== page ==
There’s no question that Rome has plenty to see and a lot to do - but students studying abroad should also take advantage of the many other incredible places to explore beyond the borders of the Eternal City.
The city of Rome is surrounded by dozens of scenic towns and villages filled to the brim with local history, art and tradition. If you’re looking for somewhere to go on a weekend, many inspiring destinations are just an hour bus ride away from your home base at John Cabot University.
Read on to find out which small towns near Rome you should be sure to visit when you study abroad in Italy.
The Medieval Lakeside Town of Anguillara Sabazia
Most people travel to Lake Bracciano in the summer to camp or swim, but there are also several small historical towns along the shore that are well worth a visit! One of these must-see villages is Anguillara Sabazia, which is located only 30 kilometers from Rome.
One of the most fascinating features of Anguillara Sabazia is its ancient town center, which includes a medieval clock tower and the famous “Fountain of Eels”. While exploring the cobblestone streets of the town, students should also be sure to step in for a bite to eat at one of its many family-run pizzerias. As a bonus, Anguillara Sabazia is easily accessible by train, making it an ideal summer day trip destination for JCU students.
Calcata: A Retreat for Artists and Hippies
Calcata is a hidden gem that every student who attends university in Italy should visit at least once during their stay. Overlooking lush mountains, this medieval town is actually built on volcanic cliffs. In fact, in 1930 the village was vacated (by order of the government of Italy) due to fears that the cliffs were on the verge of collapse.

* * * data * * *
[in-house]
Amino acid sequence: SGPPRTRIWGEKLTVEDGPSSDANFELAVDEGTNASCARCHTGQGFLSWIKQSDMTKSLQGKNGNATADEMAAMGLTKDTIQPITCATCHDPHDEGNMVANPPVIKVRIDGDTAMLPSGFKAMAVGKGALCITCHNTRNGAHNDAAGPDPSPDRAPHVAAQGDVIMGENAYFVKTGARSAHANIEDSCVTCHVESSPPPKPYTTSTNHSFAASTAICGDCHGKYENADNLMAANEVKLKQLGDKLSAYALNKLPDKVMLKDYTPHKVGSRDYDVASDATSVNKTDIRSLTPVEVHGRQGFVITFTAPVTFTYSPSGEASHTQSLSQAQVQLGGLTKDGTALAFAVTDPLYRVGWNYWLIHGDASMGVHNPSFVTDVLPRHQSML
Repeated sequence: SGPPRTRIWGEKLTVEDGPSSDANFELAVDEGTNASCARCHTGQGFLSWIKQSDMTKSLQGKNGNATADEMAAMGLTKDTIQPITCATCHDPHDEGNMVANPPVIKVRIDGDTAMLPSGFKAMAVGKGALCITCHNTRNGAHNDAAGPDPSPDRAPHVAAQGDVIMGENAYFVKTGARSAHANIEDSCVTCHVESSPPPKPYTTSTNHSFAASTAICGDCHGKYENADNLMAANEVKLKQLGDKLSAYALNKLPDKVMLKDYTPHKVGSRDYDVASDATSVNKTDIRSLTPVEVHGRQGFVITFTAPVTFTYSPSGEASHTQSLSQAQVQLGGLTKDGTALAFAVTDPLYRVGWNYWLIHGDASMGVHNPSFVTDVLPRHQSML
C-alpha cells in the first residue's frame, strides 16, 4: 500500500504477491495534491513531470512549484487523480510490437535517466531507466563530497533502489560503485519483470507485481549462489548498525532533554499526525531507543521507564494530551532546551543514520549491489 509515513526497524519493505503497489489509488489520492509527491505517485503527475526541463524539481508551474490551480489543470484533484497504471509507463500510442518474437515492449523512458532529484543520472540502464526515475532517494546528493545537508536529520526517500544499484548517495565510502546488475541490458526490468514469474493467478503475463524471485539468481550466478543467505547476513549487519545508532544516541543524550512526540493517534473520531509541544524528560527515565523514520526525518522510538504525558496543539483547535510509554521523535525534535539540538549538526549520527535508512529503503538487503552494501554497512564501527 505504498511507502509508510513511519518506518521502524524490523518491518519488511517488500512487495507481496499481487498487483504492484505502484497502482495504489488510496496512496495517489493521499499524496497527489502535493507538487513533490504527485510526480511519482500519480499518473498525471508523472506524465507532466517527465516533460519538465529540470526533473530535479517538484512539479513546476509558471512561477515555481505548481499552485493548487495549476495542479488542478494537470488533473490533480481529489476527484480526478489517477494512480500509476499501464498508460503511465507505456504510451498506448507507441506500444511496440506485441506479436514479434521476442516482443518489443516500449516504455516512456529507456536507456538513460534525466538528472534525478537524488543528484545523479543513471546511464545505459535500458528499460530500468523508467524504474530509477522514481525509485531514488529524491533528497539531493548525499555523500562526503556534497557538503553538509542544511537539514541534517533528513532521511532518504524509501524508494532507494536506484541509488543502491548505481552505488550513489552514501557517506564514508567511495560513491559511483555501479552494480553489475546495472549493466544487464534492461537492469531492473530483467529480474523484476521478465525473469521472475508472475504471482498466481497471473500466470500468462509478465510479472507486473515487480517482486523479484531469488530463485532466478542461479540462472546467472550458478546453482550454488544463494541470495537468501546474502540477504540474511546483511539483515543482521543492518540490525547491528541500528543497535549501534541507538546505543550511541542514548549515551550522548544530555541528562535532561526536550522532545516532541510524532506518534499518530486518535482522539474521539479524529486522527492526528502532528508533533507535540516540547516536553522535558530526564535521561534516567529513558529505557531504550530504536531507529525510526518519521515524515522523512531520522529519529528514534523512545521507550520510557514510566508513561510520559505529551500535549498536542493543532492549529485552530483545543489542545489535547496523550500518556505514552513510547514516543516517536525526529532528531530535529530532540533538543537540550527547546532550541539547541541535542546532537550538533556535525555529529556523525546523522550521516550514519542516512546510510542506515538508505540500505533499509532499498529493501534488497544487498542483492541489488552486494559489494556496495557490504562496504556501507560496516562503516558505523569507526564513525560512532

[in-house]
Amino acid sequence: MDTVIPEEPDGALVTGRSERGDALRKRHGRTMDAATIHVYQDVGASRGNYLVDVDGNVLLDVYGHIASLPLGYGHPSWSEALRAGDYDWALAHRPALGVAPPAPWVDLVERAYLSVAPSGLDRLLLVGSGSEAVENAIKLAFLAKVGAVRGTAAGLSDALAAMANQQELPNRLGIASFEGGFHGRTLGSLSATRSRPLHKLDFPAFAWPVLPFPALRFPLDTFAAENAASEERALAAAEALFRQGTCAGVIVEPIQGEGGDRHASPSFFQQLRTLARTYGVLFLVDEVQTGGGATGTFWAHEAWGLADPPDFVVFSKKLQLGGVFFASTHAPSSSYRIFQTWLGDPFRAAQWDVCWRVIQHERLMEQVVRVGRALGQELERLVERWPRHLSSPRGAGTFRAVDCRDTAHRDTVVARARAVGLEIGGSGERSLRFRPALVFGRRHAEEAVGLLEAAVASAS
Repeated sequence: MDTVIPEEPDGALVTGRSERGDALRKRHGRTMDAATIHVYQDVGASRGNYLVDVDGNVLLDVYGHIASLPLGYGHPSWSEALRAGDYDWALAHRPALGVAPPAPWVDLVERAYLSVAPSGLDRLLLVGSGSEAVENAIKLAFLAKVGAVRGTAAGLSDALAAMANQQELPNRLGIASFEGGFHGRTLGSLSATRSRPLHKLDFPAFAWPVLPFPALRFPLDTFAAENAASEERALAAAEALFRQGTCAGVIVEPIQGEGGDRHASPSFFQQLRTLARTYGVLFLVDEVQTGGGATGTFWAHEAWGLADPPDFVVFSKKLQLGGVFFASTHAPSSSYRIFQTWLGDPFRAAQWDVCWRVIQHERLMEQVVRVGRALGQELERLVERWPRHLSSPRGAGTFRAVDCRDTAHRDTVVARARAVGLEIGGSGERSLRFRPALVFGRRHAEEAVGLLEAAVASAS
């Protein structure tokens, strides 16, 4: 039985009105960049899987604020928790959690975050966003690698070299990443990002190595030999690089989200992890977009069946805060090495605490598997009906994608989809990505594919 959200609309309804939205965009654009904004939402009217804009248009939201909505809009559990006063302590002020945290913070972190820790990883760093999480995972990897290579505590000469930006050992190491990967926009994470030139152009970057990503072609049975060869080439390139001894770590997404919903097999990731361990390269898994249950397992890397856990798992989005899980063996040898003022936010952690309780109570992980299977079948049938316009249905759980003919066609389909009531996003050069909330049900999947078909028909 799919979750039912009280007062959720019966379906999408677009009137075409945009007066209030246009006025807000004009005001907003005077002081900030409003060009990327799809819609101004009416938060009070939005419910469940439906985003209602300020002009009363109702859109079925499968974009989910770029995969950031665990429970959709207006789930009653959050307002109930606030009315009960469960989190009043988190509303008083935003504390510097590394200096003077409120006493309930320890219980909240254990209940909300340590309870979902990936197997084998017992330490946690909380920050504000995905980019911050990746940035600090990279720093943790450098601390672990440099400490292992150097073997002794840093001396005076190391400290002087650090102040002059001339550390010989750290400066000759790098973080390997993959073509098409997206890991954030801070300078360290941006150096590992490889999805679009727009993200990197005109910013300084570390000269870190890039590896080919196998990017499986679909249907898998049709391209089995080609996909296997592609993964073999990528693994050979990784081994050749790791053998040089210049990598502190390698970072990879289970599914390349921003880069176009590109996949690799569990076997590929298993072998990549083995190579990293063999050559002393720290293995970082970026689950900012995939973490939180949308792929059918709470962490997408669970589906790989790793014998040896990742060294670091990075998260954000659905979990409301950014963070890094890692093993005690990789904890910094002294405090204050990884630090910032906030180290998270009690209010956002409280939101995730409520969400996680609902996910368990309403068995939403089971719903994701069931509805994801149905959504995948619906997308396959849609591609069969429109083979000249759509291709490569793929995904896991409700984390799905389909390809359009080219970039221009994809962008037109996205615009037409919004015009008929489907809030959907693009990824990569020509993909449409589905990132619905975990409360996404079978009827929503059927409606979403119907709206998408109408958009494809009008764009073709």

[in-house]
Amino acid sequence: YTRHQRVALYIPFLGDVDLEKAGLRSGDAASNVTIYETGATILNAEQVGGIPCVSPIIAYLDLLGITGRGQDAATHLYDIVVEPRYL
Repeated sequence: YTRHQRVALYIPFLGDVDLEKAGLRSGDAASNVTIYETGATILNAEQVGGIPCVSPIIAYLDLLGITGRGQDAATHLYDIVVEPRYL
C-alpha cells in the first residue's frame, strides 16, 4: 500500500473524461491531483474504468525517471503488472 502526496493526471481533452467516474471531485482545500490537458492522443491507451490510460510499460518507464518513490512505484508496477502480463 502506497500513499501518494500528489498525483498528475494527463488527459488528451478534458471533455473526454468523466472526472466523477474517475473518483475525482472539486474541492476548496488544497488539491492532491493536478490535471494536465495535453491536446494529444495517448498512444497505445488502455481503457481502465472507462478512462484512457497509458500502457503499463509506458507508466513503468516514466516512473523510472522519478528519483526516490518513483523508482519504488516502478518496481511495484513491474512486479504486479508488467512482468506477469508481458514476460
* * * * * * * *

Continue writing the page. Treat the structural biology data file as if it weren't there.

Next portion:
During the 1960s, Calcata was repopulated by artist and hippie squatters, who eventually bought their properties and turned the remarkable village into the thriving arts community it is today. Students who study abroad in Rome will find that Calcata’s unique landscape and culture makes it an ideal counterpoint to the hustle and bustle of the Eternal City.
Calcata can be reached by bus via Saxa Rubra station, which is located just on the outskirts of Rome.
Tivoli: A Thriving Natural Retreat
For such a small community, Tivoli sure offers a lot to do and see. This quaint ancient town is home to the extraordinary Renaissance-era Villa d’Este, a recognized UNESCO World Heritage site. History students could easily spend an entire day at this villa, admiring the painted ceiling frescoes, the fine architecture, and the famous gardens complete with fountains, pools and pebble mosaics.
Another sight not to be overlooked when visiting Tivoli is Villa Gregoriana, a scenic park with thick forests, caves and the famous Great Waterfalls. Classical Studies students should also be sure to visit Villa Adriana (Hadrian’s Villa) to see the ruins of Emperor Hadrian’s private retreat, which has now been turned into an archaeological site.
Which small Italian town are you excited to visit when you study abroad in Italy?